My 24-year-old son and I bicker constantly over politics. He thinks I’m hypnotized by Fox News. I’m not, but I’m not impressed by his knee-jerk liberal positions either. I never doubted our love for each other. But when Covid-19 came, he began accusing his stepfather and me of not taking the virus seriously. (We’ve always followed our state’s mandates.) Now, my husband has become seriously ill with the virus. And my son has been nasty about it: blaming us and saying, “I told you so,” rather than helping me or being sympathetic. I am devastated. What can I do?
I’m sorry for your troubles: both your husband’s illness and your son’s inability to rise above the politics of a virus that never should have been politicized in the first place. Let me suggest an approach that may be helpful to you now and ignores partisanship (at least temporarily).
At 24, your son is still very young. He may benefit from some last-ditch parenting. If you have the energy, tell him: “Honey, we can fight later. But right now, I am hurting and scared. I need help from you and kindness.” He may snap into shape, whether that means running errands for you or checking in with solicitous calls.
If your son can’t put aside his anger (or possibly, his fear of losing you), put him aside for now, as hard as that may be. Focus on taking care of yourself and your husband. If there are others you can ask for support, call them. You can go back to your son later, but don’t invest more scarce energy in this conflict now.
And please be safe! This is a harrowing health crisis. Still, many government officials have minimized its danger and provided mixed messages about how to protect ourselves. That is not your fault. And from here on, follow the guidance of the Centers for Disease Control and Prevention or the doctors treating your husband. I wish your family the best of luck.
Neighbor to Neighbor
We relocated to our second home in a rural area. My daughter visited and noticed a Black lawn jockey statue on our elderly neighbor’s lawn. My daughter was offended and, frankly, so are we. But the neighbor is a friend. I don’t know if she placed it there originally or if she even understands its significance. Any ideas for handling this?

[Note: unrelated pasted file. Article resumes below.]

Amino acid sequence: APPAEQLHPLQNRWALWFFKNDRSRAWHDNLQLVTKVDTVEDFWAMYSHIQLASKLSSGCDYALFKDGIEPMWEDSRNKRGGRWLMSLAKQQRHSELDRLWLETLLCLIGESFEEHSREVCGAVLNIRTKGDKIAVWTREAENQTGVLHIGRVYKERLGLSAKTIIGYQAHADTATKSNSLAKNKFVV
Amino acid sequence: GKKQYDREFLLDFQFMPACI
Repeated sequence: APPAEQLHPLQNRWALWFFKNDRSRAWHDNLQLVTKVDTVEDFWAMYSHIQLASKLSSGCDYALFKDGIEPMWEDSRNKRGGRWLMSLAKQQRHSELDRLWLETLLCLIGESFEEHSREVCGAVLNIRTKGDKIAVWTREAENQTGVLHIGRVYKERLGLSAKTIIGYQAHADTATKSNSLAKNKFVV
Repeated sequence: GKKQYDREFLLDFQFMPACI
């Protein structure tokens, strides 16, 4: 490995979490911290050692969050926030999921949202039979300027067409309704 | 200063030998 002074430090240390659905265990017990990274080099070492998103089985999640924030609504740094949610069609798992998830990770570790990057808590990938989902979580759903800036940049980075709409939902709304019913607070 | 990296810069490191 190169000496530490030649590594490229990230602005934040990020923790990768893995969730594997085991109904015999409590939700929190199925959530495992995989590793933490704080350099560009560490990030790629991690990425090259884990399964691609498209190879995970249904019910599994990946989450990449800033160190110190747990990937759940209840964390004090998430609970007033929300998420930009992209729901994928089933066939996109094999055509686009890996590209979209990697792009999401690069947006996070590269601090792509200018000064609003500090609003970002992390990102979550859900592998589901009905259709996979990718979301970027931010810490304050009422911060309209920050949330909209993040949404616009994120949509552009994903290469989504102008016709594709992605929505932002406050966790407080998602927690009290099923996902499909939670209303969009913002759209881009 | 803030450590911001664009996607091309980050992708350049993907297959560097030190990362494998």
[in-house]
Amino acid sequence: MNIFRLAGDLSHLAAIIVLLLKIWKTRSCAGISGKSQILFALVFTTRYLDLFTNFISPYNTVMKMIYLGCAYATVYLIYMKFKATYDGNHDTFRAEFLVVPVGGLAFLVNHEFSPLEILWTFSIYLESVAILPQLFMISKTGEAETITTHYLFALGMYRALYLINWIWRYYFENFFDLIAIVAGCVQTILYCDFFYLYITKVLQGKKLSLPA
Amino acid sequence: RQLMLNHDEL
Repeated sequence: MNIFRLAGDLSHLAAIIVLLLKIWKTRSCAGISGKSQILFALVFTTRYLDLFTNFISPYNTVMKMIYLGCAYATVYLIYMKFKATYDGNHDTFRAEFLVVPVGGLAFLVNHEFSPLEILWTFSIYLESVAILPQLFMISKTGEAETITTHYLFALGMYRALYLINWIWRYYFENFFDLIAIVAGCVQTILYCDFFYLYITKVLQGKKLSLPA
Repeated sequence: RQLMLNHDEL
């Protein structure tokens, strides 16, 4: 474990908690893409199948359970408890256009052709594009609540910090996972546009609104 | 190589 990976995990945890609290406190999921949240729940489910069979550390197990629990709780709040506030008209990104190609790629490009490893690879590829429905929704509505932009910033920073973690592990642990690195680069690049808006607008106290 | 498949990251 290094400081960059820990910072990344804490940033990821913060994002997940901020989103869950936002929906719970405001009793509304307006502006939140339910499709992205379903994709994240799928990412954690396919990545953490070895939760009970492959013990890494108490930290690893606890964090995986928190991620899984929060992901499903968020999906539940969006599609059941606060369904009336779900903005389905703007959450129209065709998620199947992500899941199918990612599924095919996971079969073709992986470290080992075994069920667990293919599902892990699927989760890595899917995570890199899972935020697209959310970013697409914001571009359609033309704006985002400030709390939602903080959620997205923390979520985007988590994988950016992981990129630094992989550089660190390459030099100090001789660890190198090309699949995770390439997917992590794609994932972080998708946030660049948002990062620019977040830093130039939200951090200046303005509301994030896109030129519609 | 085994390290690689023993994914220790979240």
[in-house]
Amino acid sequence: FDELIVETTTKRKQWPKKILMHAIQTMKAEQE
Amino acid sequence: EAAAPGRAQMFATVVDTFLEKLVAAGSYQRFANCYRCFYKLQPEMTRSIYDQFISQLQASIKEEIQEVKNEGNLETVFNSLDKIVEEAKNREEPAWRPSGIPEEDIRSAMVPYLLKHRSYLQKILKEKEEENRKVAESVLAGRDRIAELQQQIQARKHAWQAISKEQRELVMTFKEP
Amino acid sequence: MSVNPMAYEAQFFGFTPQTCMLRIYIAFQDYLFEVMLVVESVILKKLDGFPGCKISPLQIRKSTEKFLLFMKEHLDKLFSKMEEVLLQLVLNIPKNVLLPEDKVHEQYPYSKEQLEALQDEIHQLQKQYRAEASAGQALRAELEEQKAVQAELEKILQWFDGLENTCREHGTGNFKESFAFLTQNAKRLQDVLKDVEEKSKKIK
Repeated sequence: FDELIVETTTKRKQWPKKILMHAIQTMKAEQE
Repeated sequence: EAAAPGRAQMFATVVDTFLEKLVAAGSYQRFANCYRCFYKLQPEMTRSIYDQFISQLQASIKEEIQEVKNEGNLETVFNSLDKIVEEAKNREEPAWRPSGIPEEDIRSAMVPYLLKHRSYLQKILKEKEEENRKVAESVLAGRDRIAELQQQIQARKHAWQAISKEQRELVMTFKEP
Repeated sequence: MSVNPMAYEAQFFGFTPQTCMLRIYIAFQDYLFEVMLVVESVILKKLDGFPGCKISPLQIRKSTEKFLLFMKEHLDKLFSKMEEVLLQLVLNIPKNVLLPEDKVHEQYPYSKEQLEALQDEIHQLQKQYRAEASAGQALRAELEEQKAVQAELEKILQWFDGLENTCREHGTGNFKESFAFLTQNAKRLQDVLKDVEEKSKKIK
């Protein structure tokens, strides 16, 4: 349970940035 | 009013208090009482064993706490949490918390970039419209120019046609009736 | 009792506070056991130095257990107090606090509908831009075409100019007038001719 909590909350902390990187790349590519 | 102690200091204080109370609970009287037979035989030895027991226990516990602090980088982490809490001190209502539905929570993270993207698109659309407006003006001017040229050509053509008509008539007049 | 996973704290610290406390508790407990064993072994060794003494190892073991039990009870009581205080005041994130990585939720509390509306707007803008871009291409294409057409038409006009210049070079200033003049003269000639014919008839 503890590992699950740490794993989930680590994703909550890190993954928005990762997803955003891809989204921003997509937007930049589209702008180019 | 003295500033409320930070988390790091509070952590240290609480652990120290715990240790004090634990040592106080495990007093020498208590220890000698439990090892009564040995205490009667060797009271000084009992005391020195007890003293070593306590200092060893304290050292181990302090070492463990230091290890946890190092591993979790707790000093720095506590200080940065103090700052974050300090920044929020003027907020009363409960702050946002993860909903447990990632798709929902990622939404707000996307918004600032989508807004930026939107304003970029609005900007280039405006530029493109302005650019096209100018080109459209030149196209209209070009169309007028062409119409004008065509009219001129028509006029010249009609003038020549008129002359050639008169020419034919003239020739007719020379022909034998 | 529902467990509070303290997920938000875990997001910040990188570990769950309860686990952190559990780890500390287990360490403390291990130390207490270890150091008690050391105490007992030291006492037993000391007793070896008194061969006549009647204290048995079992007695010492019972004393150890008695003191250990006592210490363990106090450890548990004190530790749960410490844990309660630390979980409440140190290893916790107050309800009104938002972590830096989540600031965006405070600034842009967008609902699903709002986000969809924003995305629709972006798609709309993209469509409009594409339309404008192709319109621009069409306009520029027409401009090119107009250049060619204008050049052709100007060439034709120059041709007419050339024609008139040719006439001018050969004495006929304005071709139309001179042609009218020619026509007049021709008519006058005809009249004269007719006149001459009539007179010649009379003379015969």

Hot take: Many of us have taken to internet shaming and social media blocking like fish to water. It’s easy, but accomplishes little. At the same time, we studiously avoid briefly awkward, civil conversations with friends, though they can actually make a big difference.
You like the woman next door! Go to her and say: “We love having you for a neighbor. Would you consider removing the lawn jockey from your property? It’s a racist caricature, and we hate to see it.” She may refuse; it’s private property. But if you’re not even willing to ask, how much does that lawn jockey really bother you?
Should I Stay or Should I Go?
I am subletting an apartment in New York. The contract with my roommate provides that I can leave after 30 days’ notice. But we made an oral agreement that I would stay until the end of the year. The pandemic has changed my situation, though. I am working remotely until 2021 and have moved back to my parents’ home. I know the rental market is bad, and if I leave, my roommate may be unable to rent my room. (Also, he probably can’t afford the whole rent himself.) My parents think I have a moral obligation to remain in the sublease. I’m not so sure. You?
Your signature suggests you already know the answer to your question. Let’s put aside the enforceability of your oral agreement; you haven’t provided any details. I assume you don’t pay rent to your parents, and your salary has remained the same. So, paying your roommate, as agreed, leaves you in a neutral position.
Here’s a solution that may work for both of you: Tell your roommate that you’re leaving the apartment, but you will continue paying rent through December — unless he replaces you sooner. You can even help him look for your replacement! Your decency may inspire him to act as diligently as safety allows.
The Venmo-ization of Hospitality
I have hosted a friend for dinner four or five times. I cook and encourage guests to bring beverages of their choice. This friend has long made a point of wanting to reciprocate once she moved into a larger apartment. Finally, she did and invited us to dinner. We went, and she sent a Venmo request for payment the next day. I don’t want to be petty, but I am outraged. Help!
Two choices: Ignore her ridiculous Venmo request. Or thank her for it and tell her you will credit her bill against the much larger tab she has run up at your place. (Then drop the matter; this is not worth tangling over.) Hosts can make whatever kind of invitation they like, but the terms must be clear beforehand.
For help with your awkward situation, send a question to SocialQ@nytimes.com, to Philip Galanes on Facebook or @SocialQPhilip on Twitter.